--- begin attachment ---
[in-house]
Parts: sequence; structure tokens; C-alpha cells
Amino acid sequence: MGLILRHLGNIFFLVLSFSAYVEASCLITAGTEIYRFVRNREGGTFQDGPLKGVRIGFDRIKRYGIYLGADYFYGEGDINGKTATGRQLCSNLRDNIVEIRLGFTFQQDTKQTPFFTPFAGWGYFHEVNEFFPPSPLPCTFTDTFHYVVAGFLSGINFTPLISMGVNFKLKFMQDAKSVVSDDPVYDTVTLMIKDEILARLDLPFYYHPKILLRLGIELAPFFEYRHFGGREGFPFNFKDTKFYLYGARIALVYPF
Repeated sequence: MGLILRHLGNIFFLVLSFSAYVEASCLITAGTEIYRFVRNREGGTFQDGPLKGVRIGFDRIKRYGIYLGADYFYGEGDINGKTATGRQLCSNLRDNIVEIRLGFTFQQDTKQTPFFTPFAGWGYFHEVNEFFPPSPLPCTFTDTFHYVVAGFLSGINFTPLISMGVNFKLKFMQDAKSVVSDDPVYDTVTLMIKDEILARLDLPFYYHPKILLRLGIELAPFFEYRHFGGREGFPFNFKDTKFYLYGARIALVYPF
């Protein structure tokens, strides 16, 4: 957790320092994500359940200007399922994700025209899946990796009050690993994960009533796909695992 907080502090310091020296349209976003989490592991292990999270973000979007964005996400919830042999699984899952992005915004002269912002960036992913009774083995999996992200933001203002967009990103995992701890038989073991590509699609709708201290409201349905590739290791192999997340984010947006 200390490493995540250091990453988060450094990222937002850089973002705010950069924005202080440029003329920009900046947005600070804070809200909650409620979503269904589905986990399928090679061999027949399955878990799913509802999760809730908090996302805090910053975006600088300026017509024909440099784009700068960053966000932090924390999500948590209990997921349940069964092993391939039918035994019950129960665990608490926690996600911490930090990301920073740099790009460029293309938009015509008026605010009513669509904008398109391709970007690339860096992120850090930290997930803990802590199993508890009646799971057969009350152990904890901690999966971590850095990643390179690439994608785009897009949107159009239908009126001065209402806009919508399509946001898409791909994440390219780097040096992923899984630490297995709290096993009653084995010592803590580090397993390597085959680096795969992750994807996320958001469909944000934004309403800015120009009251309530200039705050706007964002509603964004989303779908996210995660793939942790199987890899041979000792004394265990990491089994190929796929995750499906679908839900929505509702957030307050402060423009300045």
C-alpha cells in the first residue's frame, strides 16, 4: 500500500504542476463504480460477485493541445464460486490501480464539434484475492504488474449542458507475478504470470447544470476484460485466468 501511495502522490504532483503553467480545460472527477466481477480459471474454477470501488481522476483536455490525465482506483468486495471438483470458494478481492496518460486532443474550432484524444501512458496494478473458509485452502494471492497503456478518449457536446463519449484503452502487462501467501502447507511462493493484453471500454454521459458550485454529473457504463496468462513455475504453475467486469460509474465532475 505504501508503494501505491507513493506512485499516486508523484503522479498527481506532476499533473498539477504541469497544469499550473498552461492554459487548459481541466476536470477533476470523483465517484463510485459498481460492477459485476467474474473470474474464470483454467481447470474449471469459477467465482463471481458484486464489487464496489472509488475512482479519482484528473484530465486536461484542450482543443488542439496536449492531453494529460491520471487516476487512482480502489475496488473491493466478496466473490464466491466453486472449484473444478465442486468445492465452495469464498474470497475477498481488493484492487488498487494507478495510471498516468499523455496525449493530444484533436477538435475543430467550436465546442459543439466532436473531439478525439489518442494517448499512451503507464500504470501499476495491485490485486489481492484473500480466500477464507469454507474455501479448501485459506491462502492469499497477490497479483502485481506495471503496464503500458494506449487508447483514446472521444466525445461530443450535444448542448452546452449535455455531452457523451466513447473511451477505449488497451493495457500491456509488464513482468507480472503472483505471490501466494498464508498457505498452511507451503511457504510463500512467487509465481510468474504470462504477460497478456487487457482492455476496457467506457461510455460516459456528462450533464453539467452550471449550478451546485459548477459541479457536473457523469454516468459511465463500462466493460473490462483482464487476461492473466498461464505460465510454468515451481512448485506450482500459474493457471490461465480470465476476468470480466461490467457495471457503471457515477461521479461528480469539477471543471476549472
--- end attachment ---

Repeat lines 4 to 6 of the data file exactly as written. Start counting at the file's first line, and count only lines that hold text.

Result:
Repeated sequence: MGLILRHLGNIFFLVLSFSAYVEASCLITAGTEIYRFVRNREGGTFQDGPLKGVRIGFDRIKRYGIYLGADYFYGEGDINGKTATGRQLCSNLRDNIVEIRLGFTFQQDTKQTPFFTPFAGWGYFHEVNEFFPPSPLPCTFTDTFHYVVAGFLSGINFTPLISMGVNFKLKFMQDAKSVVSDDPVYDTVTLMIKDEILARLDLPFYYHPKILLRLGIELAPFFEYRHFGGREGFPFNFKDTKFYLYGARIALVYPF
């Protein structure tokens, strides 16, 4: 957790320092994500359940200007399922994700025209899946990796009050690993994960009533796909695992 907080502090310091020296349209976003989490592991292990999270973000979007964005996400919830042999699984899952992005915004002269912002960036992913009774083995999996992200933001203002967009990103995992701890038989073991590509699609709708201290409201349905590739290791192999997340984010947006 200390490493995540250091990453988060450094990222937002850089973002705010950069924005202080440029003329920009900046947005600070804070809200909650409620979503269904589905986990399928090679061999027949399955878990799913509802999760809730908090996302805090910053975006600088300026017509024909440099784009700068960053966000932090924390999500948590209990997921349940069964092993391939039918035994019950129960665990608490926690996600911490930090990301920073740099790009460029293309938009015509008026605010009513669509904008398109391709970007690339860096992120850090930290997930803990802590199993508890009646799971057969009350152990904890901690999966971590850095990643390179690439994608785009897009949107159009239908009126001065209402806009919508399509946001898409791909994440390219780097040096992923899984630490297995709290096993009653084995010592803590580090397993390597085959680096795969992750994807996320958001469909944000934004309403800015120009009251309530200039705050706007964002509603964004989303779908996210995660793939942790199987890899041979000792004394265990990491089994190929796929995750499906679908839900929505509702957030307050402060423009300045």
C-alpha cells in the first residue's frame, strides 16, 4: 500500500504542476463504480460477485493541445464460486490501480464539434484475492504488474449542458507475478504470470447544470476484460485466468 501511495502522490504532483503553467480545460472527477466481477480459471474454477470501488481522476483536455490525465482506483468486495471438483470458494478481492496518460486532443474550432484524444501512458496494478473458509485452502494471492497503456478518449457536446463519449484503452502487462501467501502447507511462493493484453471500454454521459458550485454529473457504463496468462513455475504453475467486469460509474465532475 505504501508503494501505491507513493506512485499516486508523484503522479498527481506532476499533473498539477504541469497544469499550473498552461492554459487548459481541466476536470477533476470523483465517484463510485459498481460492477459485476467474474473470474474464470483454467481447470474449471469459477467465482463471481458484486464489487464496489472509488475512482479519482484528473484530465486536461484542450482543443488542439496536449492531453494529460491520471487516476487512482480502489475496488473491493466478496466473490464466491466453486472449484473444478465442486468445492465452495469464498474470497475477498481488493484492487488498487494507478495510471498516468499523455496525449493530444484533436477538435475543430467550436465546442459543439466532436473531439478525439489518442494517448499512451503507464500504470501499476495491485490485486489481492484473500480466500477464507469454507474455501479448501485459506491462502492469499497477490497479483502485481506495471503496464503500458494506449487508447483514446472521444466525445461530443450535444448542448452546452449535455455531452457523451466513447473511451477505449488497451493495457500491456509488464513482468507480472503472483505471490501466494498464508498457505498452511507451503511457504510463500512467487509465481510468474504470462504477460497478456487487457482492455476496457467506457461510455460516459456528462450533464453539467452550471449550478451546485459548477459541479457536473457523469454516468459511465463500462466493460473490462483482464487476461492473466498461464505460465510454468515451481512448485506450482500459474493457471490461465480470465476476468470480466461490467457495471457503471457515477461521479461528480469539477471543471476549472